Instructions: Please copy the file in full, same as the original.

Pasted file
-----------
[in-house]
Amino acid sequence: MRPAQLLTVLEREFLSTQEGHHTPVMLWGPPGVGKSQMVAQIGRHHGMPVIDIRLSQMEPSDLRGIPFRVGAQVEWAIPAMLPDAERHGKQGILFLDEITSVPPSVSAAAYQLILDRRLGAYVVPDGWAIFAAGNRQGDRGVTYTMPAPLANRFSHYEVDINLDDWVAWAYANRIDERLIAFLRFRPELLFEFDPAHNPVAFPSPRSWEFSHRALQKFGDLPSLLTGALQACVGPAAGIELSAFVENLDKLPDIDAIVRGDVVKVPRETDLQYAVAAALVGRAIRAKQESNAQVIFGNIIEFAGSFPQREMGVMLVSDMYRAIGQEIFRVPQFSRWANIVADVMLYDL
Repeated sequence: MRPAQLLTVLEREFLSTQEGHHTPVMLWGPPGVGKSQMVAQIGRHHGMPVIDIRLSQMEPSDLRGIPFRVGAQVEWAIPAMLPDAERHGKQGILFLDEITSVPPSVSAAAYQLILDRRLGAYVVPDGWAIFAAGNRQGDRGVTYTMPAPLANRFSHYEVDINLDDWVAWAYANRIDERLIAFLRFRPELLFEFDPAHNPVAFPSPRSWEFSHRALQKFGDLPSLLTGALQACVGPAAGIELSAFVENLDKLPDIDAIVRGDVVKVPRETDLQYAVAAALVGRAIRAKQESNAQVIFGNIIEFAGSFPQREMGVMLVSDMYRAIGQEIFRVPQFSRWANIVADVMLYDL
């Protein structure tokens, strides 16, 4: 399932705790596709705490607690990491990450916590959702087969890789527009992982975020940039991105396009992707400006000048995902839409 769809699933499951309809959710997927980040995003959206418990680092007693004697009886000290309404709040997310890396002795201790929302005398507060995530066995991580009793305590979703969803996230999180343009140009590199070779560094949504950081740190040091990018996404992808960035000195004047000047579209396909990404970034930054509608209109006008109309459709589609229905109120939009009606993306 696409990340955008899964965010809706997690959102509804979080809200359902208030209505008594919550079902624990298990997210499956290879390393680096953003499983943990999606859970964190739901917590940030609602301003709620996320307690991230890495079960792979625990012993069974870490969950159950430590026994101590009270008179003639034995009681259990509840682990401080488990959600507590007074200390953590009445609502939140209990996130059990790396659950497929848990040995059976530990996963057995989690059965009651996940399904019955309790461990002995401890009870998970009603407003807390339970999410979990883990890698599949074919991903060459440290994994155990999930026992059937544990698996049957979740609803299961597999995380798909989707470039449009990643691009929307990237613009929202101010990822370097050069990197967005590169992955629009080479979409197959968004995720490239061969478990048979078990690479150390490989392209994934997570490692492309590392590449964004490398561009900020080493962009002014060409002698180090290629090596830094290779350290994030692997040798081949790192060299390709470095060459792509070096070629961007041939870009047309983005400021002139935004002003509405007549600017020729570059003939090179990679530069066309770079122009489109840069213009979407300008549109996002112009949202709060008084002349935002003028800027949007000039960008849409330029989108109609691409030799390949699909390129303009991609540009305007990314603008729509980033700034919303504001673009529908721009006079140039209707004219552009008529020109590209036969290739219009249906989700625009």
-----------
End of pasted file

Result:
[in-house]
Amino acid sequence: MRPAQLLTVLEREFLSTQEGHHTPVMLWGPPGVGKSQMVAQIGRHHGMPVIDIRLSQMEPSDLRGIPFRVGAQVEWAIPAMLPDAERHGKQGILFLDEITSVPPSVSAAAYQLILDRRLGAYVVPDGWAIFAAGNRQGDRGVTYTMPAPLANRFSHYEVDINLDDWVAWAYANRIDERLIAFLRFRPELLFEFDPAHNPVAFPSPRSWEFSHRALQKFGDLPSLLTGALQACVGPAAGIELSAFVENLDKLPDIDAIVRGDVVKVPRETDLQYAVAAALVGRAIRAKQESNAQVIFGNIIEFAGSFPQREMGVMLVSDMYRAIGQEIFRVPQFSRWANIVADVMLYDL
Repeated sequence: MRPAQLLTVLEREFLSTQEGHHTPVMLWGPPGVGKSQMVAQIGRHHGMPVIDIRLSQMEPSDLRGIPFRVGAQVEWAIPAMLPDAERHGKQGILFLDEITSVPPSVSAAAYQLILDRRLGAYVVPDGWAIFAAGNRQGDRGVTYTMPAPLANRFSHYEVDINLDDWVAWAYANRIDERLIAFLRFRPELLFEFDPAHNPVAFPSPRSWEFSHRALQKFGDLPSLLTGALQACVGPAAGIELSAFVENLDKLPDIDAIVRGDVVKVPRETDLQYAVAAALVGRAIRAKQESNAQVIFGNIIEFAGSFPQREMGVMLVSDMYRAIGQEIFRVPQFSRWANIVADVMLYDL
């Protein structure tokens, strides 16, 4: 399932705790596709705490607690990491990450916590959702087969890789527009992982975020940039991105396009992707400006000048995902839409 769809699933499951309809959710997927980040995003959206418990680092007693004697009886000290309404709040997310890396002795201790929302005398507060995530066995991580009793305590979703969803996230999180343009140009590199070779560094949504950081740190040091990018996404992808960035000195004047000047579209396909990404970034930054509608209109006008109309459709589609229905109120939009009606993306 696409990340955008899964965010809706997690959102509804979080809200359902208030209505008594919550079902624990298990997210499956290879390393680096953003499983943990999606859970964190739901917590940030609602301003709620996320307690991230890495079960792979625990012993069974870490969950159950430590026994101590009270008179003639034995009681259990509840682990401080488990959600507590007074200390953590009445609502939140209990996130059990790396659950497929848990040995059976530990996963057995989690059965009651996940399904019955309790461990002995401890009870998970009603407003807390339970999410979990883990890698599949074919991903060459440290994994155990999930026992059937544990698996049957979740609803299961597999995380798909989707470039449009990643691009929307990237613009929202101010990822370097050069990197967005590169992955629009080479979409197959968004995720490239061969478990048979078990690479150390490989392209994934997570490692492309590392590449964004490398561009900020080493962009002014060409002698180090290629090596830094290779350290994030692997040798081949790192060299390709470095060459792509070096070629961007041939870009047309983005400021002139935004002003509405007549600017020729570059003939090179990679530069066309770079122009489109840069213009979407300008549109996002112009949202709060008084002349935002003028800027949007000039960008849409330029989108109609691409030799390949699909390129303009991609540009305007990314603008729509980033700034919303504001673009529908721009006079140039209707004219552009008529020109590209036969290739219009249906989700625009």